UC Davis Classics professor Colin Webster recently joined the department this year after receiving his doctorate in Classics from Columbia University in June. He is currently researching ancient science, medicine and philosophy. More specifically, he’s researching the way shifts in technology change our explanations of the natural world’s inner-workings. Webster, who has been researching the subject for about 10 years, is planning to create new courses related to his research in the near future.
What are you currently researching?
I research ancient science and medicine. On one hand I do a lot of research on the medical side of things, and on the other side a lot of mathematics, diagrams and the history of optics.
What I’m particularly interested in is the way that shifts in technology produce new assumptions about nature. The big modern analogy for [how we read the technologies around us into our explanations of how the natural world works] is the computer….When the computer [was] invented people immediately [started] thinking of the brain as a computer….Before the computer, there were the mechanical computational machines and previously people looked at the brain as [such]. I look at the same type of phenomenon in ancient science, where the technologies are a little less sexy, like pipes and mirrors and glass — [questions like] what happens to conceptions of eyesight when the glass is not a particularly good quality, and what … other technologies [there are] that people adopt to think about how eyes work?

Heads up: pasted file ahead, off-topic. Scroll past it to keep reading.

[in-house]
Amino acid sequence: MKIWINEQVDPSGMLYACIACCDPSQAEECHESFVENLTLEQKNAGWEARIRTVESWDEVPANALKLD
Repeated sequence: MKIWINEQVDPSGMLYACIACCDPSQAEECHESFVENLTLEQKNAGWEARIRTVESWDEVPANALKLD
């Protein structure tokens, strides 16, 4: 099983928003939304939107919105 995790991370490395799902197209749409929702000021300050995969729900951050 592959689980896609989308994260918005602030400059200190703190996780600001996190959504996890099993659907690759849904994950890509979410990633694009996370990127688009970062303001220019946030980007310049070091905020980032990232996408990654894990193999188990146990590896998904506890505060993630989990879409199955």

Why did you decide to research that?
I am a bit of a completist, so originally I was planning to research philosophy. And [I] felt that in order to say anything about modern philosophy or early modern philosophy, I thought, “Oh, no, I have to go back all the way to the ancients to understand them first and then make my way back,” – but of course when you get back there you’re sort of stuck – there’s a lot of material there. So on the one hand I got into Classics, but I still did a degree in contemporary studies with a lot of history of science. Studying the history of ancient science and technology is a way to push those two things together.
Why do you believe your research is important?
More broadly, ancient science and medicine as a discipline [has really been] undergoing a renaissance in the last 10 to 15 years, especially in the last couple years because people are getting more and more interested in it. There is a massive body of literature that people used to know a great deal about, and in the last hundred years or so have not really paid all that much attention to, so it’s useful so far as we don’t know about this. I think my approach to it is particularly useful because it is so complicated — what’s neat about ancient science is you can think of it as a sort of artificial experiment. It’s a time when there’s lots of technologies around, but a lot of them are far simpler than computers and digital information. They use rakes, pipes – very simple, basic technologies – and nevertheless you can see how these very simple technologies influence the world. And that’s what’s so neat about ancient science…that you can strip away thousands of years of buildup and really see how a very select group of technologies affect the way people think. And you aren’t going to get that sort of clarity in studying modern science. Looking at ancient science in these ways helps us think again about how we encounter the world.